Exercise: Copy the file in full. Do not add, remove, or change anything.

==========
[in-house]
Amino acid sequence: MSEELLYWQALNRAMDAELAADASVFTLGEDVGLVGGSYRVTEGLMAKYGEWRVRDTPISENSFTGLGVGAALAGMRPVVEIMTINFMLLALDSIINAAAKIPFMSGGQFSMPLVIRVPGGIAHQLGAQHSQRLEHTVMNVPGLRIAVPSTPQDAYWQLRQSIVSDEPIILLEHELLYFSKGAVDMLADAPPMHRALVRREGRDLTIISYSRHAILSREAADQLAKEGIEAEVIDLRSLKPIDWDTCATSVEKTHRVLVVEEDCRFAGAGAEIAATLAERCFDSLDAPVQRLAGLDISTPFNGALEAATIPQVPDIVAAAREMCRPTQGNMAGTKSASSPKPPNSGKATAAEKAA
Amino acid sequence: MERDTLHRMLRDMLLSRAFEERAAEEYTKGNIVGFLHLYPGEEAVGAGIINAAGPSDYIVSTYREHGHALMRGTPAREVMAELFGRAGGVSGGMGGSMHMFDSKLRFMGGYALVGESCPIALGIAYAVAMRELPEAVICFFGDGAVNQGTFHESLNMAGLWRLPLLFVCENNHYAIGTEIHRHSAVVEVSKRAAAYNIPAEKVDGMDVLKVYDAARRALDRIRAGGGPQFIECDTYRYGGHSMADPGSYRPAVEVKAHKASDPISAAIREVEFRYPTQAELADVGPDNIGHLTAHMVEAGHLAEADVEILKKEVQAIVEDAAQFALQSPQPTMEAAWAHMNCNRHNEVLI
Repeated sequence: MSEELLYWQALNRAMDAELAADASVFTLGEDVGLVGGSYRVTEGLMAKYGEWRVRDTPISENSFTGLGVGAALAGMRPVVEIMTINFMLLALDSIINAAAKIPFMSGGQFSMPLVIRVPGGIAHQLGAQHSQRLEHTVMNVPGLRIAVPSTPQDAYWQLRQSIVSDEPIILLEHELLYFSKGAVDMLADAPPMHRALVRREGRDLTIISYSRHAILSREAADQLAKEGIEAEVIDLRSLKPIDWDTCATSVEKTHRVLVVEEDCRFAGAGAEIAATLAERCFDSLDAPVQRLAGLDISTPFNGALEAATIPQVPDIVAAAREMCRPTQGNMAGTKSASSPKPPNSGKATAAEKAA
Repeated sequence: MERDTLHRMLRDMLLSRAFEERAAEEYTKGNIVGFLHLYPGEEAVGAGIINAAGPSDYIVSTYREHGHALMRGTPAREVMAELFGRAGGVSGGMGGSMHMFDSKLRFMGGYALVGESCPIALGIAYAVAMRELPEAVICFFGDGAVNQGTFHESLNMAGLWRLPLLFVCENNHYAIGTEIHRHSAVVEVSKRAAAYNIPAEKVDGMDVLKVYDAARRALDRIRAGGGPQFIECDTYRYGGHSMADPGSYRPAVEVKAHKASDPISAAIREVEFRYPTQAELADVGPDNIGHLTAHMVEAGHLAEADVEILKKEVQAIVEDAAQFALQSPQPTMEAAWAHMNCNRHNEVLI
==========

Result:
[in-house]
Amino acid sequence: MSEELLYWQALNRAMDAELAADASVFTLGEDVGLVGGSYRVTEGLMAKYGEWRVRDTPISENSFTGLGVGAALAGMRPVVEIMTINFMLLALDSIINAAAKIPFMSGGQFSMPLVIRVPGGIAHQLGAQHSQRLEHTVMNVPGLRIAVPSTPQDAYWQLRQSIVSDEPIILLEHELLYFSKGAVDMLADAPPMHRALVRREGRDLTIISYSRHAILSREAADQLAKEGIEAEVIDLRSLKPIDWDTCATSVEKTHRVLVVEEDCRFAGAGAEIAATLAERCFDSLDAPVQRLAGLDISTPFNGALEAATIPQVPDIVAAAREMCRPTQGNMAGTKSASSPKPPNSGKATAAEKAA
Amino acid sequence: MERDTLHRMLRDMLLSRAFEERAAEEYTKGNIVGFLHLYPGEEAVGAGIINAAGPSDYIVSTYREHGHALMRGTPAREVMAELFGRAGGVSGGMGGSMHMFDSKLRFMGGYALVGESCPIALGIAYAVAMRELPEAVICFFGDGAVNQGTFHESLNMAGLWRLPLLFVCENNHYAIGTEIHRHSAVVEVSKRAAAYNIPAEKVDGMDVLKVYDAARRALDRIRAGGGPQFIECDTYRYGGHSMADPGSYRPAVEVKAHKASDPISAAIREVEFRYPTQAELADVGPDNIGHLTAHMVEAGHLAEADVEILKKEVQAIVEDAAQFALQSPQPTMEAAWAHMNCNRHNEVLI
Repeated sequence: MSEELLYWQALNRAMDAELAADASVFTLGEDVGLVGGSYRVTEGLMAKYGEWRVRDTPISENSFTGLGVGAALAGMRPVVEIMTINFMLLALDSIINAAAKIPFMSGGQFSMPLVIRVPGGIAHQLGAQHSQRLEHTVMNVPGLRIAVPSTPQDAYWQLRQSIVSDEPIILLEHELLYFSKGAVDMLADAPPMHRALVRREGRDLTIISYSRHAILSREAADQLAKEGIEAEVIDLRSLKPIDWDTCATSVEKTHRVLVVEEDCRFAGAGAEIAATLAERCFDSLDAPVQRLAGLDISTPFNGALEAATIPQVPDIVAAAREMCRPTQGNMAGTKSASSPKPPNSGKATAAEKAA
Repeated sequence: MERDTLHRMLRDMLLSRAFEERAAEEYTKGNIVGFLHLYPGEEAVGAGIINAAGPSDYIVSTYREHGHALMRGTPAREVMAELFGRAGGVSGGMGGSMHMFDSKLRFMGGYALVGESCPIALGIAYAVAMRELPEAVICFFGDGAVNQGTFHESLNMAGLWRLPLLFVCENNHYAIGTEIHRHSAVVEVSKRAAAYNIPAEKVDGMDVLKVYDAARRALDRIRAGGGPQFIECDTYRYGGHSMADPGSYRPAVEVKAHKASDPISAAIREVEFRYPTQAELADVGPDNIGHLTAHMVEAGHLAEADVEILKKEVQAIVEDAAQFALQSPQPTMEAAWAHMNCNRHNEVLI